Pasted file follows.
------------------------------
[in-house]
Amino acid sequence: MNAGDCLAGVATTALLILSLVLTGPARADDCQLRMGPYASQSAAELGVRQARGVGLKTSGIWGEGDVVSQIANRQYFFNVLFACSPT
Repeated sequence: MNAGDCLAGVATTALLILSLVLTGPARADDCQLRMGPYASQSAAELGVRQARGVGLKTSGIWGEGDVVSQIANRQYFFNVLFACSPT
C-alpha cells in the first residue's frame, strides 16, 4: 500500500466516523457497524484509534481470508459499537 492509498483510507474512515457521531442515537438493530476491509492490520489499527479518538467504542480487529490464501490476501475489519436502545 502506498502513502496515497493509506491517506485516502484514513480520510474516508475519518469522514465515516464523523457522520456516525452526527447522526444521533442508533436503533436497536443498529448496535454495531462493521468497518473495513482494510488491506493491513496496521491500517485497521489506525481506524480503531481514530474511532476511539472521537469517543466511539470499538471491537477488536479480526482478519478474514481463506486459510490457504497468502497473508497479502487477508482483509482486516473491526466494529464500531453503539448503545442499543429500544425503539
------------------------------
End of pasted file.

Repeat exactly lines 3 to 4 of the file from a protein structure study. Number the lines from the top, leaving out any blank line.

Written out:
Repeated sequence: MNAGDCLAGVATTALLILSLVLTGPARADDCQLRMGPYASQSAAELGVRQARGVGLKTSGIWGEGDVVSQIANRQYFFNVLFACSPT
C-alpha cells in the first residue's frame, strides 16, 4: 500500500466516523457497524484509534481470508459499537 492509498483510507474512515457521531442515537438493530476491509492490520489499527479518538467504542480487529490464501490476501475489519436502545 502506498502513502496515497493509506491517506485516502484514513480520510474516508475519518469522514465515516464523523457522520456516525452526527447522526444521533442508533436503533436497536443498529448496535454495531462493521468497518473495513482494510488491506493491513496496521491500517485497521489506525481506524480503531481514530474511532476511539472521537469517543466511539470499538471491537477488536479480526482478519478474514481463506486459510490457504497468502497473508497479502487477508482483509482486516473491526466494529464500531453503539448503545442499543429500544425503539